“We believe in making businesses feel like they are our only client.”

Thursday, June 02, 2011


I frequently talk to my clients, particularly small business owners, about the need to have an estate plan.  Taking that theme one step further, business owners need to have an exit strategy.

I am currently working with a couple of clients on succession planning.  Many more businesses I represent need this planning, but have not even started.  As a private business owner, there are only three options for getting out of your business: (i) transfer it to an insider, (ii) transfer it to an outsider, or (iii) go out of business.   Unfortunately, many private businesses end up in the third category by default.

Transferring to an insider means passing the business to your family or selling the business to a key employee.  These transitions cannot happen overnight.   They take planning.   If a child or an insider is going to buy the business they have to be trained to run the business.   Plus, they need the financial wherewithal to pay fair value for the business.  If they are going to receive the business as a gift, how is the owner going to fund retirement?

Transferring to an outsider means creating a market to sell the business.   Who might be interested in buying the business?   Trade magazines are full of ads by business brokers trying to sell mom and pop businesses.  For to that to work, the business has to generate a price that both satisfies the owner’s needs and pays the broker.   Competitors might be interested in buying the business, but how do you find out without the word getting on the street you are looking to sell your business?   Regional or national firms might be interested in acquiring the business.   How do you tap into those markets?

Look to your team of professional advisors, particularly your CPA and your business attorney, to guide you along this path.  And you need to start long before you are actually ready to get out of the business.

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Everybody watches It’s a Wonderful Life over the holidays, right?  George is going to throw himself off the bridge when Clarence intercedes to show George what life would have been like without him.  While I hope none of you are contemplating doing yourself in, allow me play Clarence for a moment.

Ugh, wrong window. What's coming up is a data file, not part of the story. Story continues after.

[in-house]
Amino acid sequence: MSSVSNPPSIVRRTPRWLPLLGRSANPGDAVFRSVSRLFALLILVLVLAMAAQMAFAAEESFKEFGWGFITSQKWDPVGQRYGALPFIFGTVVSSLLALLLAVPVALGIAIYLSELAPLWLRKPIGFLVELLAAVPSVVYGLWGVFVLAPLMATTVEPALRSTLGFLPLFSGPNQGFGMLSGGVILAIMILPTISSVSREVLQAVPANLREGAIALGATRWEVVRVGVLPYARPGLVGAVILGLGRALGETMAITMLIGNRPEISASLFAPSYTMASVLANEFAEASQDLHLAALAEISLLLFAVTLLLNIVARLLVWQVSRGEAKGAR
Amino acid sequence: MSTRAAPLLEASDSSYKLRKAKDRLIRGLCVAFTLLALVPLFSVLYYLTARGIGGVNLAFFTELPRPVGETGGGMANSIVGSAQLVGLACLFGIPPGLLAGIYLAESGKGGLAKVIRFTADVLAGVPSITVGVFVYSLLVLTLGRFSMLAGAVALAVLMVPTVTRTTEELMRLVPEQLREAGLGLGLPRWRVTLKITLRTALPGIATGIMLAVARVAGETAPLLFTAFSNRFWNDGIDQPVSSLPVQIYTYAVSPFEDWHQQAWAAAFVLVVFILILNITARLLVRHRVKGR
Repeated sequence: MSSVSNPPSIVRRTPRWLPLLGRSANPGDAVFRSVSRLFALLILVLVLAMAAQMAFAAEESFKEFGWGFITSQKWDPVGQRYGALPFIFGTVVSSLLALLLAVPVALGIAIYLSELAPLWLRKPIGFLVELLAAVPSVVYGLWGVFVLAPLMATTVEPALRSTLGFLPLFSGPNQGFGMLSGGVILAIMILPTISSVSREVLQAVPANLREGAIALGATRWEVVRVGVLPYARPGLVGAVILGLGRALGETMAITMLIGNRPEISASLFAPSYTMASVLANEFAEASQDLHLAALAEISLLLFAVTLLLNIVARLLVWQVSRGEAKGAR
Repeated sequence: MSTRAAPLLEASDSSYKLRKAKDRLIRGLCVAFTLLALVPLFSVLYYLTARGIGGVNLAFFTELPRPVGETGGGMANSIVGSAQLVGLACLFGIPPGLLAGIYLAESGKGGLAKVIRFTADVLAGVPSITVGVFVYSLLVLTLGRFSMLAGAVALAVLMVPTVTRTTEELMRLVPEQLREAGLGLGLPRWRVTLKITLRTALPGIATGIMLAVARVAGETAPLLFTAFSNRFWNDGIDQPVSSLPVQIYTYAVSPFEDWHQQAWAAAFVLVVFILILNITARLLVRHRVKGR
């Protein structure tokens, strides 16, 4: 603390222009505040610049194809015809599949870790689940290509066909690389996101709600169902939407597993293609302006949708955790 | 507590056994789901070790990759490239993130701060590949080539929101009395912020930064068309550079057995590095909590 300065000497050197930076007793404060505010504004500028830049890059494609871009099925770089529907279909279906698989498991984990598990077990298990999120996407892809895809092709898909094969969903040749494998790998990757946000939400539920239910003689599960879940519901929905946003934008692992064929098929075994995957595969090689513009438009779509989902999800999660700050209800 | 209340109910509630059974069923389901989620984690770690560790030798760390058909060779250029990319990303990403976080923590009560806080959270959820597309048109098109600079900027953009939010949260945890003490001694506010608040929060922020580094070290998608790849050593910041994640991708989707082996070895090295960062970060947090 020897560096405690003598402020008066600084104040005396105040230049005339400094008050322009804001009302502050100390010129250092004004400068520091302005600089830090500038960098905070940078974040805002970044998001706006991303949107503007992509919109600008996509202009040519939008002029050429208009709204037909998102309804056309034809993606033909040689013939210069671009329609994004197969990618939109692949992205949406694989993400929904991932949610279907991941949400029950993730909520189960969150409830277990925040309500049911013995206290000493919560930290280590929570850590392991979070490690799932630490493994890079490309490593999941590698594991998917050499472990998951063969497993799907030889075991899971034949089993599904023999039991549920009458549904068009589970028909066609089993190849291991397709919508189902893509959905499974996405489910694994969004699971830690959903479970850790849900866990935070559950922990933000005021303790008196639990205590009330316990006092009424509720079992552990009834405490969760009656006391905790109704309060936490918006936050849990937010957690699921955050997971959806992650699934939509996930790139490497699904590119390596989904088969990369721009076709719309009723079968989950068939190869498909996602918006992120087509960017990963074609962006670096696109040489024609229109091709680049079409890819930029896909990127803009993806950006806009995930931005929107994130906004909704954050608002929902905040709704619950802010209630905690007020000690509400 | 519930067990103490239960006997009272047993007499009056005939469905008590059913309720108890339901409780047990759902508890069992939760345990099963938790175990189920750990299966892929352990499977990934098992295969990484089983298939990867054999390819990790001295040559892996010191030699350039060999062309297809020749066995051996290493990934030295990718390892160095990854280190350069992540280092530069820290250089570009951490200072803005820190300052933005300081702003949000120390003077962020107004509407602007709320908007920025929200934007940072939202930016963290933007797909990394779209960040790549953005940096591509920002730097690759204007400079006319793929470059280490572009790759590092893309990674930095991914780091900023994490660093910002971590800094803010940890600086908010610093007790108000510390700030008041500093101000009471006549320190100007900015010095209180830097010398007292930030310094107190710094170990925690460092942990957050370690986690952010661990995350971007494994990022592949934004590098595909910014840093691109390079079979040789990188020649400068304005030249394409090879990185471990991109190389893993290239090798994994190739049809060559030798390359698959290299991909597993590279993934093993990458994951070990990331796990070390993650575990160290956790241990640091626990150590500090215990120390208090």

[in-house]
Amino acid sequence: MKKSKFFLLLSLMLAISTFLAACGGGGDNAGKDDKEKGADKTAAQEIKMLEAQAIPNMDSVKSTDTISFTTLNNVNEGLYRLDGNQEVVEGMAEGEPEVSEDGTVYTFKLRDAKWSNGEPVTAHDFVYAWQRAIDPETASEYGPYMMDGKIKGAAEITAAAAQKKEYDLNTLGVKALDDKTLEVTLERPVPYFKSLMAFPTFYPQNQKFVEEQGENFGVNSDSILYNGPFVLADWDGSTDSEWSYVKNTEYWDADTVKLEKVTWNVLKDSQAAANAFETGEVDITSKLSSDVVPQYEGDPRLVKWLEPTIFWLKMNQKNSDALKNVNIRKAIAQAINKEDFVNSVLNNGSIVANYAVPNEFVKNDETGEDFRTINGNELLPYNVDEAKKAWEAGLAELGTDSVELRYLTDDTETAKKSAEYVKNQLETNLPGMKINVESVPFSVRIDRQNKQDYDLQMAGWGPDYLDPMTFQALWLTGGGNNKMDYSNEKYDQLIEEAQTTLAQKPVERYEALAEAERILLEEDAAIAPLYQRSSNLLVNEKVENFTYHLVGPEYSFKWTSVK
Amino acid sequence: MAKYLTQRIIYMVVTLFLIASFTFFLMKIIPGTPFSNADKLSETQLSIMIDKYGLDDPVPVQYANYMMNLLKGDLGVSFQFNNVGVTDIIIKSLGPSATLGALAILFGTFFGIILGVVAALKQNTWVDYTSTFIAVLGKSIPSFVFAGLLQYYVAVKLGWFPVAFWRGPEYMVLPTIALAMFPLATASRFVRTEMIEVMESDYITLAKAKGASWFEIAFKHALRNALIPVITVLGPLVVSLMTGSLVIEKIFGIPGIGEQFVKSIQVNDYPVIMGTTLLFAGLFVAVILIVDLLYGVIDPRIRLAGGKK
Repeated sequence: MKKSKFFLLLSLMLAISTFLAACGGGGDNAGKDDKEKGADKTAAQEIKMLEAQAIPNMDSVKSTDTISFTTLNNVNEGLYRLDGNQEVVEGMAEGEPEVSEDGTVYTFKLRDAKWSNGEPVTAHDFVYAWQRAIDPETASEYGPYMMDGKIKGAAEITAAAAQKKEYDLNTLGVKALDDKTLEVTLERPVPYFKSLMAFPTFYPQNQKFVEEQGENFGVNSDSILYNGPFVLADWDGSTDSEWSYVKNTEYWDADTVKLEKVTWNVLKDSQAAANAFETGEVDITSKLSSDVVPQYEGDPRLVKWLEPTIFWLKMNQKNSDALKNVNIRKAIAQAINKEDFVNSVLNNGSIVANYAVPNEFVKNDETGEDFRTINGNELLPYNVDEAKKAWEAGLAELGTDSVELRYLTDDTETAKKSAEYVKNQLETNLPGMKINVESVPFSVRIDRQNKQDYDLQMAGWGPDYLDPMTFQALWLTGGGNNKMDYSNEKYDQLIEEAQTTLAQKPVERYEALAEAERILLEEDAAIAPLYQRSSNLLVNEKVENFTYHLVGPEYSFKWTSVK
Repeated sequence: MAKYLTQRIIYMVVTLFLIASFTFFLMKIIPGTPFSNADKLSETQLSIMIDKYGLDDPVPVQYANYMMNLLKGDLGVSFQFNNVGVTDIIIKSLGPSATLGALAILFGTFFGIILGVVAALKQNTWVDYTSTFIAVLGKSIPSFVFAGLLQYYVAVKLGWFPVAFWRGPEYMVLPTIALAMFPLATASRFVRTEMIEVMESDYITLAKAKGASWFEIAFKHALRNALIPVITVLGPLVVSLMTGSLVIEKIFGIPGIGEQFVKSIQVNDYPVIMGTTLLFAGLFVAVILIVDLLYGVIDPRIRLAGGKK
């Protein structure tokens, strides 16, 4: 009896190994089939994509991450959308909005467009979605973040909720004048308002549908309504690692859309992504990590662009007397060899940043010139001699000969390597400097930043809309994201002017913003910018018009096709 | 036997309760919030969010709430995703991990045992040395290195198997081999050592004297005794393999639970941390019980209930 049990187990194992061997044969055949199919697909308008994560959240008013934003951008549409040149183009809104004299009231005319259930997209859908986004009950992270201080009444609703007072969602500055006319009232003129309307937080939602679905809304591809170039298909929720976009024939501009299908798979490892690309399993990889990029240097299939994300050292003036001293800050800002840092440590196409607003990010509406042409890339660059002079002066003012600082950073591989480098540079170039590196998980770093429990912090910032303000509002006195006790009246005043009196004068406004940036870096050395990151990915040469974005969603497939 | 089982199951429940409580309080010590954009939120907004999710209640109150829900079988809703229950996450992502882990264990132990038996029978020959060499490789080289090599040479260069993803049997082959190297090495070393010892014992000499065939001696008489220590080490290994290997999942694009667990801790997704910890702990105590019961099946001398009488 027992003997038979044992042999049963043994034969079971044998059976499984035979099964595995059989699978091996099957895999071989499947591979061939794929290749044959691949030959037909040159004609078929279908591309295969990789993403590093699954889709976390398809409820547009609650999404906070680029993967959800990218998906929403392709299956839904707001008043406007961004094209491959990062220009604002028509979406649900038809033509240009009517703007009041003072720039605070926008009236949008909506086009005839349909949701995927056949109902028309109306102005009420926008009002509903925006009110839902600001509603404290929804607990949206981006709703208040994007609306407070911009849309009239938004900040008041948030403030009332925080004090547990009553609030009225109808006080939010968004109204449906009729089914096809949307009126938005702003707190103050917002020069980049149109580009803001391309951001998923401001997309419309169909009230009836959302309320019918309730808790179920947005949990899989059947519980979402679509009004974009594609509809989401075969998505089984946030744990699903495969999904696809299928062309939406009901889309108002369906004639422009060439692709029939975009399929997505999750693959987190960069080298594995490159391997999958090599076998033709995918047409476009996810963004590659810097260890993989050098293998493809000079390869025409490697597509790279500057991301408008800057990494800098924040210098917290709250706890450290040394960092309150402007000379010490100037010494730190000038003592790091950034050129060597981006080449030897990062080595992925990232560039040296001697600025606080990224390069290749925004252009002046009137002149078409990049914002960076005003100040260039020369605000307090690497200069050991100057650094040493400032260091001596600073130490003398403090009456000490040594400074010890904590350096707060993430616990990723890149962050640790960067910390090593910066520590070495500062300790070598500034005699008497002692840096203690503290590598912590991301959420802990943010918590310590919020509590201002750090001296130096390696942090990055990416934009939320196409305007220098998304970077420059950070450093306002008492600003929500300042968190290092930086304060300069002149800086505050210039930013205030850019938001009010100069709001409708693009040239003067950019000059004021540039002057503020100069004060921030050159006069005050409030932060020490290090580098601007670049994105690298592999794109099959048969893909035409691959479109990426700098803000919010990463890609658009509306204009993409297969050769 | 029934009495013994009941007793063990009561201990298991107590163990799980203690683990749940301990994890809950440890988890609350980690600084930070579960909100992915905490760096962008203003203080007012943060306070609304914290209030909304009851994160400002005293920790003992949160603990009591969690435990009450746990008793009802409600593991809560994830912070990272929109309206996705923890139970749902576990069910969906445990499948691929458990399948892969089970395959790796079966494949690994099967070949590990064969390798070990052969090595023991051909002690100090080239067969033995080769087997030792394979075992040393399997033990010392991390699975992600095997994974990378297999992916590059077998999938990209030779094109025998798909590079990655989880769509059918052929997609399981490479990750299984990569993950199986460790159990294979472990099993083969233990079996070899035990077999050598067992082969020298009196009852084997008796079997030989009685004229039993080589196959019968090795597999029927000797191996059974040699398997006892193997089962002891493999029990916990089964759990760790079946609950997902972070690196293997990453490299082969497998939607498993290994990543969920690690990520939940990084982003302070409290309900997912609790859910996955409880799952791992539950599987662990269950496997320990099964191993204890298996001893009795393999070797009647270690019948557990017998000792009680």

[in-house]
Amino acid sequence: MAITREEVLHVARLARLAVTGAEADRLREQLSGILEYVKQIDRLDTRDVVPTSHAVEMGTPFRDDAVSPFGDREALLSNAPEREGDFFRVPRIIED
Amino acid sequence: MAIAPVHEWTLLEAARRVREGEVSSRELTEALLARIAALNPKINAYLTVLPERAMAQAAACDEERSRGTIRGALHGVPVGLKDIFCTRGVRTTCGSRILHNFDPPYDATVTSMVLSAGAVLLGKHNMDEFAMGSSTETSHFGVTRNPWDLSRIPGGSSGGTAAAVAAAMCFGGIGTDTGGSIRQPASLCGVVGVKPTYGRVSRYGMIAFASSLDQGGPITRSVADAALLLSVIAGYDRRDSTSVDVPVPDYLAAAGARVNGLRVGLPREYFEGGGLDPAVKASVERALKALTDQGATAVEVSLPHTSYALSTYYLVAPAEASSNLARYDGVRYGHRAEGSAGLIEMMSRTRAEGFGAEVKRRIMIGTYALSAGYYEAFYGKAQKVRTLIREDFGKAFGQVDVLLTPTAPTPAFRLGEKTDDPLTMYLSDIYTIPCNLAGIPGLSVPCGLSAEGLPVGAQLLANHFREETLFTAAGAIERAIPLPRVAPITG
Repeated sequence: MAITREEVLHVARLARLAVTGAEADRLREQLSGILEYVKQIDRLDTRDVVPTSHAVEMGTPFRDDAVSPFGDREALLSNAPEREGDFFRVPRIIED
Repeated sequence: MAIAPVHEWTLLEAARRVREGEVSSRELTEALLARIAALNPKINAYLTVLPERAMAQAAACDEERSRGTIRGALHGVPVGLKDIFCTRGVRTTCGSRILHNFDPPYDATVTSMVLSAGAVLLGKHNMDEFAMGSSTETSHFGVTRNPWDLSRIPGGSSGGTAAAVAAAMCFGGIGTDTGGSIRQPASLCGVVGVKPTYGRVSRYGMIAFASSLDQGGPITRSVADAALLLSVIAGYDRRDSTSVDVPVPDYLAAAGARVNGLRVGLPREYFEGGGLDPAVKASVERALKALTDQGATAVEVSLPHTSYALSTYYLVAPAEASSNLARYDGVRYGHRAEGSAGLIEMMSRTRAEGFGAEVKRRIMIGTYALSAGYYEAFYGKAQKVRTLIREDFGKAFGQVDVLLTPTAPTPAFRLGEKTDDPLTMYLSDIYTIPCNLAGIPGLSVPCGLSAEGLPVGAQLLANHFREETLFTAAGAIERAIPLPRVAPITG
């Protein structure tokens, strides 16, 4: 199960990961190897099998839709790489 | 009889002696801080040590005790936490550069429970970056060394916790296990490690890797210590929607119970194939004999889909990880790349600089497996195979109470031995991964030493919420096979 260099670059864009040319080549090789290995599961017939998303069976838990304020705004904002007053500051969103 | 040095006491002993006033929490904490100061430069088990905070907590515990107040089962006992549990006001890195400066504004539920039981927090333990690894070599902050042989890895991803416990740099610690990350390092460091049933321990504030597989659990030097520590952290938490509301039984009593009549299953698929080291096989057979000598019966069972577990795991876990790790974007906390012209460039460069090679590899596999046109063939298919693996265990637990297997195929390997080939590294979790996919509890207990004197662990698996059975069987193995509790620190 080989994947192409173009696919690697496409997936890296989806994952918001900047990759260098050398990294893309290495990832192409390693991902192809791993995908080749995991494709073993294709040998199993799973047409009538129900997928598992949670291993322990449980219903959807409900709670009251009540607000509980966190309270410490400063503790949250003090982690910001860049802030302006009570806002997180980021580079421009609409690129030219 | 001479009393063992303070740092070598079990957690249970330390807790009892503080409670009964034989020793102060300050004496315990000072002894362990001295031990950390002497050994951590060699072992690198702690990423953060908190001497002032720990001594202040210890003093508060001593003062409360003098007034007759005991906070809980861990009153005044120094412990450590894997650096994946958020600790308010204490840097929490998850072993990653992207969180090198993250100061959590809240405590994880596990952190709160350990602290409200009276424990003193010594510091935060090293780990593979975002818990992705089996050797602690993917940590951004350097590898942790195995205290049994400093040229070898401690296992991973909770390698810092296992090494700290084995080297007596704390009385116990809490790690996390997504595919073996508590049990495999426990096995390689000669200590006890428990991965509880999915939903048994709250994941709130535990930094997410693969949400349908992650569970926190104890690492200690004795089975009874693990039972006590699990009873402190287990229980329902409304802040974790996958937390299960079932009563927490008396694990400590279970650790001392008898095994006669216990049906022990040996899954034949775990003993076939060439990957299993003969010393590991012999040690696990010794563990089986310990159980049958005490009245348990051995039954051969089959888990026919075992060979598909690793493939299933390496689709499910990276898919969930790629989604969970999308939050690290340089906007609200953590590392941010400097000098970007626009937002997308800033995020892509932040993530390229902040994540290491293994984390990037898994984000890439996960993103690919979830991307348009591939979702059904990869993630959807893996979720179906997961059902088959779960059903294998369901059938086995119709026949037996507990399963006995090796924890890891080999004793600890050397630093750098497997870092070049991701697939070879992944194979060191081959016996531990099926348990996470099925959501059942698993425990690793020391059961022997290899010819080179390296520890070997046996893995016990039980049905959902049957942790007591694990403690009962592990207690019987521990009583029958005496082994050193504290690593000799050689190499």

What would happen in your family, business or job if suddenly you were not there?  This might not mean death, it could be a traumatic brain injury or a stroke that leaves you in a coma.   Obviously, there would be grief and emotional distress.   So my question is—have you done the things you can do to help ease that distress?   Based on my experience, here are some things I suggest:

  1. Make sure you have a will (or trust)—to ensure your assets are distributed the way you intend and that you pick the person in charge of that process;
  2. Make sure all your beneficiary designations are up to date and correct—because assets such as life insurance and retirement accounts are not controlled by your will;
  3. Make sure you have health care and financial powers of attorney—so there is someone who can legally step in and act for you without going to court;
  4. Organize all your account information in one secure place (bank, investments, bills, credit cards, etc.) and make sure the necessary people know where these are—so that whoever has to take over for you has all the information they need in one place and organized;
  5. Store online passwords in such a way that the person who steps in for you can get access to your online accounts—so much of what we do now is online, and if you do not have the user name and password, you can forget about getting access to those accounts.

While these tips are important for everyone, they are particularly important for business owners, because in the event of an emergency, it is critical the business keep running.

Do these things and maybe I will earn my wings!

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    J. Edward Enoch P.C.
    3540 Wheeler Rd, Ste. 312
    Augusta, GA 30909
    p. 706-738-4141
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